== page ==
Fields and Friends as Architecture

Another 1921-2021 Centennial in the History of Canadian Science and Technology.

First posted Friday, December 17, 2021 / Yom shishi, 13 Tevet, 5782.

By David Orenstein

As we’re nearing the exact centennial of the 1921 Toronto AAAS Meeting (held from Tuesday, December 27, to Saturday, December 31, 1921), I already noted last week that one of the delegates to Section A Mathematics, Jennie A. Kinnear (1890-1965), is remembered, along with the rest of the family, by Kinnear Street, in her hometown of Port Colborne.

Today, we’ll focus on the recognition of some other Meeting participants. To wit, members of the Local Committee, responsible for so much of the organising work for the AAAS Meeting, who are remembered in the names of buildings at the University of Toronto.

The Chairman of the Committee was U of T Mathematician and scientific entrepreneur John Charles Fields (1863-1932). His name lives on in the eponymous medal awarded quadrennially (since 1936) by the International Congress of Mathematicians. It’s considered to be the Mathematics equivalent of the Nobel Prize. His fame is also maintained by the Fields Institute of Mathematics, housed in a purpose built facility on the South edge of the University’s St. George Campus.

The Local Committee also had members who served as Chairs of the various working Subcommittees. For example, University President Sir Robert Falconer (1867-1943) and his wife Lady Falconer (? – ?) chaired the Hospitality and Ladies Subcommittees, respectively. They’re now honoured by Falconer Hall which is part of the Law Faculty. It’s an ivy-covered stately home and it’s located just south of the Royal Ontario Museum.

The printing of the “General Program and Other Meeting” documents were the responsibility of Medical Faculty Anatomist John Playfair McMurrich (1859-1939) and his Subcommittee. McMurrich was elected the new American Association President at the Toronto Meeting, to preside at Boston in 1922, and to give the keynote Address of the Retiring President in December 1923 at Cincinnati. He’s remembered by an older building in the U of T Medical Science Complex: the McMurrich Anatomy Building (of course).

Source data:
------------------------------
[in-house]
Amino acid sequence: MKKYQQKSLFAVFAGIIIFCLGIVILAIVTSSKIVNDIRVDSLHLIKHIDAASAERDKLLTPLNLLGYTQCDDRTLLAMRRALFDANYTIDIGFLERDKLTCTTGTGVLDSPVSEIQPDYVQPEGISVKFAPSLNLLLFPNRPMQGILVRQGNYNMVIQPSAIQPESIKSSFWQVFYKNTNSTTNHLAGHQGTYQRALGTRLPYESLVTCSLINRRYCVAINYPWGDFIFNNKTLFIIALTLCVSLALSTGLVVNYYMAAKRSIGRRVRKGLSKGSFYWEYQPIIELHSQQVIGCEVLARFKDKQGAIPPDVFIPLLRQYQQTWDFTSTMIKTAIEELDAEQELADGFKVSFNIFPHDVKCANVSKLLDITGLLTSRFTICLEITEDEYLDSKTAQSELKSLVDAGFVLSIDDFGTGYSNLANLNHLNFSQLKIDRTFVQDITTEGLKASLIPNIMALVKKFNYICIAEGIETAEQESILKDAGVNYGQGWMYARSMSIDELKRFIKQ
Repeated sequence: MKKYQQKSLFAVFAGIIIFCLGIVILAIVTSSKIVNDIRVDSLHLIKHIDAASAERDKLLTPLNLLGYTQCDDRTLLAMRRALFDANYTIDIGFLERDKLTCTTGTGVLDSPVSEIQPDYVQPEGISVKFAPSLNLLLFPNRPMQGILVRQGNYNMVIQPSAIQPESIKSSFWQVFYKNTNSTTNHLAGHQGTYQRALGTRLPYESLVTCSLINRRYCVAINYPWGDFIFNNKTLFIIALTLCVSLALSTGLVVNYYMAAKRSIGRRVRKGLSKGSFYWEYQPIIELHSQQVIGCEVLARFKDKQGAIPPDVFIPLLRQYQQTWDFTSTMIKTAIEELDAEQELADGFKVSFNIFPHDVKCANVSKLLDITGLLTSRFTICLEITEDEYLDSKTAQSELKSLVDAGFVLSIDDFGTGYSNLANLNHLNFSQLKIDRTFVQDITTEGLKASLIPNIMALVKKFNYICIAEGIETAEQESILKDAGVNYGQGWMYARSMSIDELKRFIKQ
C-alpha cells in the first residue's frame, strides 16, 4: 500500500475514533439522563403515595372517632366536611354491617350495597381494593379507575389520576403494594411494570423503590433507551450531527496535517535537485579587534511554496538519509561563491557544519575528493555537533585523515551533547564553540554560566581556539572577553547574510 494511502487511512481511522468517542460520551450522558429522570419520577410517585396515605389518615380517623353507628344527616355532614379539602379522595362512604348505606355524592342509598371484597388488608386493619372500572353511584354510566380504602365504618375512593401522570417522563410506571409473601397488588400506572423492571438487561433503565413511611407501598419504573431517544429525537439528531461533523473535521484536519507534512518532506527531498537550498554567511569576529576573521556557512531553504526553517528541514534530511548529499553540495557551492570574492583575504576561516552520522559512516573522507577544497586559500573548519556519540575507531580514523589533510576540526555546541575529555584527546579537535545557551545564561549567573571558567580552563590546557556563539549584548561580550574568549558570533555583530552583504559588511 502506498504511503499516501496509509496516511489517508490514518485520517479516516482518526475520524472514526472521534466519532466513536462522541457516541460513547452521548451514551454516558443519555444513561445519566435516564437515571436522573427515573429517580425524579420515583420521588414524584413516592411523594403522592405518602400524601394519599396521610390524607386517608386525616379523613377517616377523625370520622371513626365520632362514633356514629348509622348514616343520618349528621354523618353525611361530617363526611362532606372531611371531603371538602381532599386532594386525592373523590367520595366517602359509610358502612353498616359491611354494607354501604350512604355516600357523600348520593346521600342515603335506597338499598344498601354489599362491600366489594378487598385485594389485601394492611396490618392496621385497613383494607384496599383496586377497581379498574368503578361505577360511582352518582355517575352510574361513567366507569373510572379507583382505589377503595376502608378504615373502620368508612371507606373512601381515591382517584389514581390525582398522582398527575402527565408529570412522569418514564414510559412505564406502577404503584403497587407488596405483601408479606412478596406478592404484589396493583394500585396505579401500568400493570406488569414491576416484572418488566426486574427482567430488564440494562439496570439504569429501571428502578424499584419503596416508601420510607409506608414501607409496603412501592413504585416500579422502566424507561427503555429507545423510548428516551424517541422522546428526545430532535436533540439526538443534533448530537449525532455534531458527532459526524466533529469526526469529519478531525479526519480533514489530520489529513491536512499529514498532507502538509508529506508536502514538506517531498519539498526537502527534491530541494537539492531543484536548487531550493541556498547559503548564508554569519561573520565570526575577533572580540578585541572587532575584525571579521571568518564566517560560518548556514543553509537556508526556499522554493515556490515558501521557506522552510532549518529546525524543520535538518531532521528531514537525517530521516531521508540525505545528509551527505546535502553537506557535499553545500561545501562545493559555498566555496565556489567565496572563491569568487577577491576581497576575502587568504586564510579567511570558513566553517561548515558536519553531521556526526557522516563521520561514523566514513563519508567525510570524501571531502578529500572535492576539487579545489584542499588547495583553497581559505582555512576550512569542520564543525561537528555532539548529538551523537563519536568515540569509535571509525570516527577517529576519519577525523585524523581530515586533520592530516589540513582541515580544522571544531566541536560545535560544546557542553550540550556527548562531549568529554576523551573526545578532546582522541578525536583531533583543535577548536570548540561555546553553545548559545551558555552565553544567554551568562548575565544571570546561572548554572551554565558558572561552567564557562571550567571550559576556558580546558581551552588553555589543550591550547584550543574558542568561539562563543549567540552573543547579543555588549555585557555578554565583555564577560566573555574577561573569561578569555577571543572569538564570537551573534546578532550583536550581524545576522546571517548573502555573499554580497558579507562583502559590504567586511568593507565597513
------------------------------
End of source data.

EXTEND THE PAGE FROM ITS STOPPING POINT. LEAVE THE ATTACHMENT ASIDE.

Physicist Eli Franklin Burton (1879-1948) led the Exhibits team to provide a show of clever inventions, intriguing specimens, and works of art. Today the Burton Tower rises to sixteen stories, somewhat North of the Fields Institute, the highest peak on campus. It’s surmounted by the twin domes for the 8” refracting and 16” reflecting telescopes used for teaching by the Astronomy Department.

The Burton Tower is the tall tower of the McLennan Physical Laboratories. John Cunningham McLennan (1867-1935), U of T’s Physics Chairman was also a member of the Local Committee, but he chaired no subcommittee. Instead, he was the retiring Vice-President.

For Section B Physics of the AAAS. Most likely he served as a strong backup for Fields, for only three years later they were a strong partnership in successfully bringing both the British Association for the Advancement of Science and the International Mathematical Congress to U of T in August 1924.

But that’s another story, whose opening scene took place at the Friday, December 30, 1921, Joint Banquet of Section A Mathematics and Section B Physics in the Great Hall of Hart House. I presented this scene on the last page of the December CMS Notes column on  the Mathematical Sciences at the 1921 Toronto Meeting of the American Association for the Advancement of Science.


  1. 1921 Toronto AAAS Meeting:
  • CMS Notes, December 2021 issue.

  • “A Mathematical Centennial” in CMS Notes, December 2021.

  1. University of Toronto Buildings:
  • Fields Institute Website.

  • Falconer Hall, a U of T Law School Building.

  • McMurrich Anatomy Building, an Architectural Conservancy of Toronto Listed Building.

  • F. Burton Tower Google Search.,online_chips:toronto:OxNy62yioSI%3D,online_chips:mclennan+physical+laboratories:OxNy62yioSI%3D&client=safari&hl=en&sa=X&ved=2ahUKEwjIsuzWgev0AhUBYTUKHa1kBOkQ4lYoAXoECAEQFg&biw=1573&bih=810

  • Telescopes atop Burton Tower.

  • C. McClennan, in Physics in Canada.

  • Hart House, The Great Hall.

  1. 1921 Toronto AAAS Centennial Blog Posts:
  • Introducing the 1921-2021 Centennials, January 6, 2021.

  • Jennie A. Kinnear, October 8, 2021.

  • Happy 131st Birthday Jenny, December 12, 2021.

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